Human Service Role In Child Abuse

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Human Service Role Human services professionals play a major part in helping from every angle of child abuse. Everyone from the victim, to the perpetrator, and other members of the family need help. There are many local agencies that is in place to help the struggles of child abuse. “The wide range of activities in which a human service professional might engage within a child and family services agency, there is also a wide range of practice settings where the human service professional might work, the largest being a state’s child protective services (CPS) agency” (Martin, 2014, p.82). After the detection of child abuse, it is pertinent that the proper steps be taken to assess the situations. There must be a thorough investigation to …show more content…

99). In the mist of this placement, there will be a in depth approach to the severity of the abuse, whether the parents are competent of retaining their child, and most important the caseworker will look at what is in the best interest for the child. In many cases the children may reconnect with the parent that is not abusive. If neither parent can obtain the child, then the caseworker will go through drastic measures to place the child is a place where they could develop as a functioning human being. According to Martin (2014), some of the other options are: “Living with relatives, guardianship with close friends, short-term or long-term foster care, emancipation (with older adolescents), and adoption with termination of parental rights” (p. 99). However, the best option for any case, is the option that is best for the child. Moreover, the child has already suffered a lot of anguish, therefore, it is pertinent to make the decision to promote stability in the child’s life. Recently, there have been state, and federal mandates to go against reunification with the biological families. These mandates were established to protect the child from further damage (Martin, …show more content…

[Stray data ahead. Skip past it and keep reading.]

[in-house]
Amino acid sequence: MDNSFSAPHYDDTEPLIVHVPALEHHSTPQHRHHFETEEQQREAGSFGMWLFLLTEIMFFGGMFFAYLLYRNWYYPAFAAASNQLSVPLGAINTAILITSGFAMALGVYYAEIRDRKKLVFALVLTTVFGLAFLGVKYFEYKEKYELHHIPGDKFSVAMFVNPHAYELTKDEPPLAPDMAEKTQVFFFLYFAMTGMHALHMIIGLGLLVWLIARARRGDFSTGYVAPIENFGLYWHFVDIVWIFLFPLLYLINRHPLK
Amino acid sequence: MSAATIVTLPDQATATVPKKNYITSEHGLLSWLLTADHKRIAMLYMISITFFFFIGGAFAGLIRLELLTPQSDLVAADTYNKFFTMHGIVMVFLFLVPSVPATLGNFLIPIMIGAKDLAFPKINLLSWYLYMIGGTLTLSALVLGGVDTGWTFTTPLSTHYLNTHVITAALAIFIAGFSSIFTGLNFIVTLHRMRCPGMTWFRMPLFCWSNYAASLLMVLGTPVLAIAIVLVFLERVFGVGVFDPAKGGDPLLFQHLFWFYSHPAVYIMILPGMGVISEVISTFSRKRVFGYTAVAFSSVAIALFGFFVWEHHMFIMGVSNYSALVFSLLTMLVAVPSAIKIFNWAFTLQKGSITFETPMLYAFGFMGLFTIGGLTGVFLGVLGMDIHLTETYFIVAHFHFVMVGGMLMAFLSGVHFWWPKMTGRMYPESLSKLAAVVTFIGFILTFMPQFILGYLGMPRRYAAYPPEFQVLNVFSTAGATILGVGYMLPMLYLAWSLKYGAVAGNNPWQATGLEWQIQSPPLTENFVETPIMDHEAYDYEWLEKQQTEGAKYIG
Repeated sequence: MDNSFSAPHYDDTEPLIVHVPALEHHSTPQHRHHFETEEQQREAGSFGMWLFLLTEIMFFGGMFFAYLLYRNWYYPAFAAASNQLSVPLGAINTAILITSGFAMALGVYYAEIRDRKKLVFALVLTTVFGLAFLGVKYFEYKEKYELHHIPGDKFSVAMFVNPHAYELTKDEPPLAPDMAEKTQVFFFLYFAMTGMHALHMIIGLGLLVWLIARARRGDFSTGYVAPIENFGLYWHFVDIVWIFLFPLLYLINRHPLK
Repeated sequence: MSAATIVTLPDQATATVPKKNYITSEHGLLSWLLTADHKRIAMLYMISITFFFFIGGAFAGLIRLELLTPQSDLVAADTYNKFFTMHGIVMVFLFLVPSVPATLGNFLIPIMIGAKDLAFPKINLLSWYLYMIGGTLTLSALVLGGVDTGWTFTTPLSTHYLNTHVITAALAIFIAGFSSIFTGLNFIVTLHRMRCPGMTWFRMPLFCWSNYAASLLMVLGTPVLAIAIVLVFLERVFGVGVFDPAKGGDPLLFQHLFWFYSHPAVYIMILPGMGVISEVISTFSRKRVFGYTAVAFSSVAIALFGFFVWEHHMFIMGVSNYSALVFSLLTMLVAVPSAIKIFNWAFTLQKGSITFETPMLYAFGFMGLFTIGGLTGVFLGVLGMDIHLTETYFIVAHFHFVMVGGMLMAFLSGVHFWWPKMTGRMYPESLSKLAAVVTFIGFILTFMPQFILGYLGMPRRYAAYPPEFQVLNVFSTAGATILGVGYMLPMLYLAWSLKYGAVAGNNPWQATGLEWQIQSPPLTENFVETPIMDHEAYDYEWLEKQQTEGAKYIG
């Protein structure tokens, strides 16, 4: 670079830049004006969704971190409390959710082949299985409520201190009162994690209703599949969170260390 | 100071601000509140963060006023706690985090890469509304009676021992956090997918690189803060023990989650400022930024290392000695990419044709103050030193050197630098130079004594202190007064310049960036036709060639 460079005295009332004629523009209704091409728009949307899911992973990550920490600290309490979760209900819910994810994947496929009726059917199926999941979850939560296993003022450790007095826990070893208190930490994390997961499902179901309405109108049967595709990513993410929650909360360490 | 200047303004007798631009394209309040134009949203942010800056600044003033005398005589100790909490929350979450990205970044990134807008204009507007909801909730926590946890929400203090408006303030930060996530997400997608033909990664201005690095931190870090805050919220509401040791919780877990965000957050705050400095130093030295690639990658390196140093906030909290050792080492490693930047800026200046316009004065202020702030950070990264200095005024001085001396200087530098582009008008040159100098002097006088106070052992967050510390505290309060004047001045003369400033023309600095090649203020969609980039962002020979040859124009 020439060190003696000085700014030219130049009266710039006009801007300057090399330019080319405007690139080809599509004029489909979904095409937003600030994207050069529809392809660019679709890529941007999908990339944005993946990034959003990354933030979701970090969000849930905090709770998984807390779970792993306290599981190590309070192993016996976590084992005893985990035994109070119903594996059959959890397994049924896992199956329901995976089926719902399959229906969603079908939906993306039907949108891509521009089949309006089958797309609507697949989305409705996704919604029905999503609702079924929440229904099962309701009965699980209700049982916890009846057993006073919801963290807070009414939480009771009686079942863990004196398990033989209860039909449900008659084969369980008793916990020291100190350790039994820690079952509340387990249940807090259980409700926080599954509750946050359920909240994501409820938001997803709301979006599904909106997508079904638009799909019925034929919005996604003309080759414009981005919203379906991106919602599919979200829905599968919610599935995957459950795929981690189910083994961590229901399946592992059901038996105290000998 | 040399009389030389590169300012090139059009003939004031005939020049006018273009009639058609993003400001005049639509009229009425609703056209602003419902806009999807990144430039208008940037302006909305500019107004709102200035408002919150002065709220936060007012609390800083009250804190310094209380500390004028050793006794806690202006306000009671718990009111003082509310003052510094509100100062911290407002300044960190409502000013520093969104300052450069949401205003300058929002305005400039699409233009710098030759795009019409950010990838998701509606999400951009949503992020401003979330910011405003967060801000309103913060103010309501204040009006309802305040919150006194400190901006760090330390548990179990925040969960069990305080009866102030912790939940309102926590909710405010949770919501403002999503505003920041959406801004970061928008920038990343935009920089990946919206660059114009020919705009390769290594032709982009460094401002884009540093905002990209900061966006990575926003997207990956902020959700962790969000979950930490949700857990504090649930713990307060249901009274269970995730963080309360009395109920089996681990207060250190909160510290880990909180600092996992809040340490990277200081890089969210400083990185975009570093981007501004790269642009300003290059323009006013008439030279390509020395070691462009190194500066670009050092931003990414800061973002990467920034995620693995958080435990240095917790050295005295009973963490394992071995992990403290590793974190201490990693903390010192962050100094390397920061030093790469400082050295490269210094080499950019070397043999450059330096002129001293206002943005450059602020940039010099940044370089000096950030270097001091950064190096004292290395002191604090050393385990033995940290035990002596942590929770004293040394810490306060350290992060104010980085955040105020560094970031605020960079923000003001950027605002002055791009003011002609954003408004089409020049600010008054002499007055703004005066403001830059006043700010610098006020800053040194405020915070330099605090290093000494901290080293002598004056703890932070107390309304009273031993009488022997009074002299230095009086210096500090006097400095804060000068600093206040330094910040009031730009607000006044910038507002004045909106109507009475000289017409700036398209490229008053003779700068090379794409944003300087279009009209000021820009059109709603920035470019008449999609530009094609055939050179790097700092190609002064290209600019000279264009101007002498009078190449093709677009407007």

In the grand scheme, “Foster care can refer to many placement settings, including kinship, care, an emergency shelter, a residential treatment center, a group home, or even an independent living situation (with older adolescents), but most frequently foster care involves placing a child with a licensed foster family (two-parent or single-parent family)” (Martin, p. 109). Consequently, there are negative ramification of placing a child in foster care. There is a high level of children that are placed in foster care each year. It is sad to say that all of the children that are placed there never receive permanent placement. According to researchers, “The median length of stay in foster care for children who are reunified with their biologic families is 8 months, but 13% of child in the child welfare system will never achieve permanency, particularly those who have been diagnosed with disability, who entered care as a teenager, or who have been in care for more than 24 months” (Lockwood, Friedman, & Christian, 2015, p. 306). Because of this, it is a hard task for human service professional to place children, and the children sometimes because a statistic of other issues. Some of the child becomes drug abuse, run-aways, and some become criminals. Moreover, the heart of the human service professional is to seek placement for children, whether it’s with their biological family, or possible in a place where they could

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